On Sept. 4, the APHSA and its affiliate, the National Association of State Medicaid Directors, sent a letter to U.S. Department of Health and Human Services Secretary Michael Leavitt calling for the rescission of an Aug. 17, 2007, State Health Official letter (SHO #07-001) on crowd-out in the SCHIP program. According to HHS, the intent of the SHO #07-001 letter is to clarify how the Centers for Medicare and Medicaid Services applies statute and regulations when reviewing requests from states to expand SCHIP eligibility to children in families with income levels above 250 percent of the federal poverty level. APHSA and NASMD state that the SHO #07-001 letter goes well beyond simple clarification of existing policy, and essentially establishes a new direction in SCHIP policy with no input from the states. This sentiment is also reflected in a Sept. 6 letter from the leadership of the House Committee on Energy and Commerce to Secretary Leavitt. Their letter calls SHO #07-001 a "… sharp departure from existing policy…" and notes that the new CMS policy direction was created "without any consultation with Congress, the states, or other stakeholders about the changes that were being considered or the nature of those changes."
The SHO #07-001 letter claims that over time, states have made use of five different strategies to prevent crowd-out: imposing waiting periods between dropping private coverage and enrollment; imposing cost sharing in approximation to the cost of private coverage; monitoring health insurance status at time of application; verifying family insurance statutes through insurance databases; and preventing employers from changing dependent coverage policies that would favor a shift to public coverage. Use of all these five strategies, in conjunction with certain components identified in the SHO #07-001 letter, is now mandatory for states who seek authority to extend SCHIP eligibility beyond the 250 percent of FPL.
APHSA and NASMD write that this new policy is "inexplicably and deeply troubling." Their main contentions regarding the new mandates include:
- Expansion over 250 percent of the FPL requires proof of 95 percent enrollment rates;
- Proof that the number of children with private insurance has not decreased by more than 2 percentage points over the past five years; and
- The one-year mandatory waiting period that eliminates prenatal care and reduced preventative care for children.
CMS released its estimates of the states that are determined to have met the 95 percent of eligible children enrolled in the program. According to the CMS estimates, only nine states do not meet that standard: Arizona, Idaho, Kansas, Montana, Nevada, North Dakota, South Dakota, and Utah. Many states have expressed skepticism at CMS’ figures and question the agency’s calculations.The APHSA/NASMD letter to Secretary Leavitt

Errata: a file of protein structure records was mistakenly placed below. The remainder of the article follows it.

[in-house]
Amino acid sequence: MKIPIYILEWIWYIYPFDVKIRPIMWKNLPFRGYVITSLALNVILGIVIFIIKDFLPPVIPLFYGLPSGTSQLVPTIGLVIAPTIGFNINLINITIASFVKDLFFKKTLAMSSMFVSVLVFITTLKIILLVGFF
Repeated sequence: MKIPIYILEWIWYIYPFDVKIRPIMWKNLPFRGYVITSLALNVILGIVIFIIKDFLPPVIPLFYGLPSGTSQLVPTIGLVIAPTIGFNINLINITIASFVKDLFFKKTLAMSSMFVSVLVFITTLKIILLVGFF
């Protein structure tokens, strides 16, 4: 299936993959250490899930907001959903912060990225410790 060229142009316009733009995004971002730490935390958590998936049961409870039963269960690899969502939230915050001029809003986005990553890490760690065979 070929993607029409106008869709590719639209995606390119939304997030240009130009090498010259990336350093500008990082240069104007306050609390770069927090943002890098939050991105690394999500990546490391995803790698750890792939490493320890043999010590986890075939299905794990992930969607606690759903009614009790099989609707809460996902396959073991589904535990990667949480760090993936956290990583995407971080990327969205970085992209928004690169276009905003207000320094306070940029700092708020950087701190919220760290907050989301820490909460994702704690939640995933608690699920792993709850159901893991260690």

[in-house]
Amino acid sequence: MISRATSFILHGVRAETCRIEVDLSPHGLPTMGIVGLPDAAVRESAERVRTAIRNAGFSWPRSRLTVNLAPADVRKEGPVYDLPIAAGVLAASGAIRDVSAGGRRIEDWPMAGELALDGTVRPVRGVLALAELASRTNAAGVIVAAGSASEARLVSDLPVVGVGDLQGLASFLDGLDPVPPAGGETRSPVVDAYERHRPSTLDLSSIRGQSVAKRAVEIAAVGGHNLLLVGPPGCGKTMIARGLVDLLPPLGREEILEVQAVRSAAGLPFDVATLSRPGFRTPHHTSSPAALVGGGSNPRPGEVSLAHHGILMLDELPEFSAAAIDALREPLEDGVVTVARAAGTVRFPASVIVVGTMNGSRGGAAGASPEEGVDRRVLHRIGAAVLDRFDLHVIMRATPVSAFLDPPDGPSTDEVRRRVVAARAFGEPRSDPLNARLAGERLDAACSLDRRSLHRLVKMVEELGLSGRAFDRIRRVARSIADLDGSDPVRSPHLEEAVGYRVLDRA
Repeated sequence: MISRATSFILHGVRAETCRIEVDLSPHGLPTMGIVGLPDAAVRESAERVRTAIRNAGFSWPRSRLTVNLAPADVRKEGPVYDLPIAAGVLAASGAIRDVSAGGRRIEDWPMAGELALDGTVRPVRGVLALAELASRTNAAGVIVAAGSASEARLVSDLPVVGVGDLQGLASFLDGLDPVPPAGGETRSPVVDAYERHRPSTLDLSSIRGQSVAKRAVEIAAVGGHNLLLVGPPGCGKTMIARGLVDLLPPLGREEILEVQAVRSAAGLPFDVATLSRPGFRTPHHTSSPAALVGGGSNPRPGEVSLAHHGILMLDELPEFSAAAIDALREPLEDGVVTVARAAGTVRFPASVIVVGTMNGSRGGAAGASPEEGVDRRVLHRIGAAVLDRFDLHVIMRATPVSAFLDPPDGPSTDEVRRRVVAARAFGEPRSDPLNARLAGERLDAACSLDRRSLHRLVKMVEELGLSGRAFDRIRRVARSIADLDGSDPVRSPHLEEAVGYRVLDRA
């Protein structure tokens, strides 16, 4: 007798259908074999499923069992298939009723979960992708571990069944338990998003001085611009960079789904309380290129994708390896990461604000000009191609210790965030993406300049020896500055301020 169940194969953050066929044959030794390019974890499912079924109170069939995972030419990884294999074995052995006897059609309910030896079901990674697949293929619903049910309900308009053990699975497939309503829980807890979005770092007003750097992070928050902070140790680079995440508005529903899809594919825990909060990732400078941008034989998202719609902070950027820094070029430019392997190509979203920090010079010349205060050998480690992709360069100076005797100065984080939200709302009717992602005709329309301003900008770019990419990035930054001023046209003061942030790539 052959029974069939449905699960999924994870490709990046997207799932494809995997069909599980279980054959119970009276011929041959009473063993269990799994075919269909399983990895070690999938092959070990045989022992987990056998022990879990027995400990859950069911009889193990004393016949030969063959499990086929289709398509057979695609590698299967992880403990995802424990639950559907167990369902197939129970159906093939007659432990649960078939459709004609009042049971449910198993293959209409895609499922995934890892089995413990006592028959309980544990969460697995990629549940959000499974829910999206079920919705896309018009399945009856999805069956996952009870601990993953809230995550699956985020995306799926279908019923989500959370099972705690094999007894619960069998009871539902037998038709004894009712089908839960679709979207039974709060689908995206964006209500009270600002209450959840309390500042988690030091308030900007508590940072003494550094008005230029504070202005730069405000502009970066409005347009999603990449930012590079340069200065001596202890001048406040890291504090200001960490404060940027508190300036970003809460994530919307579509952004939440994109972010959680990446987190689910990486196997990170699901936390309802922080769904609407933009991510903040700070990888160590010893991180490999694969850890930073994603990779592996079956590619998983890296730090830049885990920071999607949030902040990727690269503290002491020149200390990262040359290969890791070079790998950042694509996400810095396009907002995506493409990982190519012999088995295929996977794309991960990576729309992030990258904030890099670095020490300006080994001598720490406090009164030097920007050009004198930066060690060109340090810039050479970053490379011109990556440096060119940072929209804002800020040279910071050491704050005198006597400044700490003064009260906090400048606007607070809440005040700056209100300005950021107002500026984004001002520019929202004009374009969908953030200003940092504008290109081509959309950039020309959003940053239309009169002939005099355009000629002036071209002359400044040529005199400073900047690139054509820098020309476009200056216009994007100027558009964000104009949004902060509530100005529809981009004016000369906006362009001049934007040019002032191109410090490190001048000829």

. State Health Official letter #07-001
. Energy and Commerce Committee letter to Secretary Leavitt
On Sept. 5, the Administration for Children and Families issued the final rule outlining the error rate reporting methodology that will be applied to the Child Care and Development Fund. The error rate reporting initiative will serve to implement provisions of the Improper Payments Information Act of 2002 and the President’s Management Agenda’s goal of eliminating improper payments. The final rule includes several revisions to the proposed version that was issued last March. APHSA and its affiliate, the National Association of State Child Care Administrators, submitted comments in response to the proposed rule expressing concerns about many elements of the methodology, implementation plan and future implications of the proposal. The final rule identifies three significant technical changes to the proposed version, and also addresses 22 comments that were received from various organizations, including the APHSA and NASCCA.
The first of three significant technical changes noted by ACF in the final rule is that the monetary and time annual burden estimates have been increased in the final rule to reflect the staffing, travel, automated system and other administrative demands involved in implementing the error rate methodology. The annual estimated cost burden has been raised from $150,000 to $180,000 for a single jurisdiction. The annual number of average burden hours for the Record Review Worksheet, the Data Entry Form, and the State Improper Payments Report were also increased. The second and third changes are that the term "child record" has been changed to "case record," and that language has been deleted in Section 98.102(a) (6) that would have required the error rate targets set by states to be lower than their most recently submitted estimated error rate. The final rule is available here.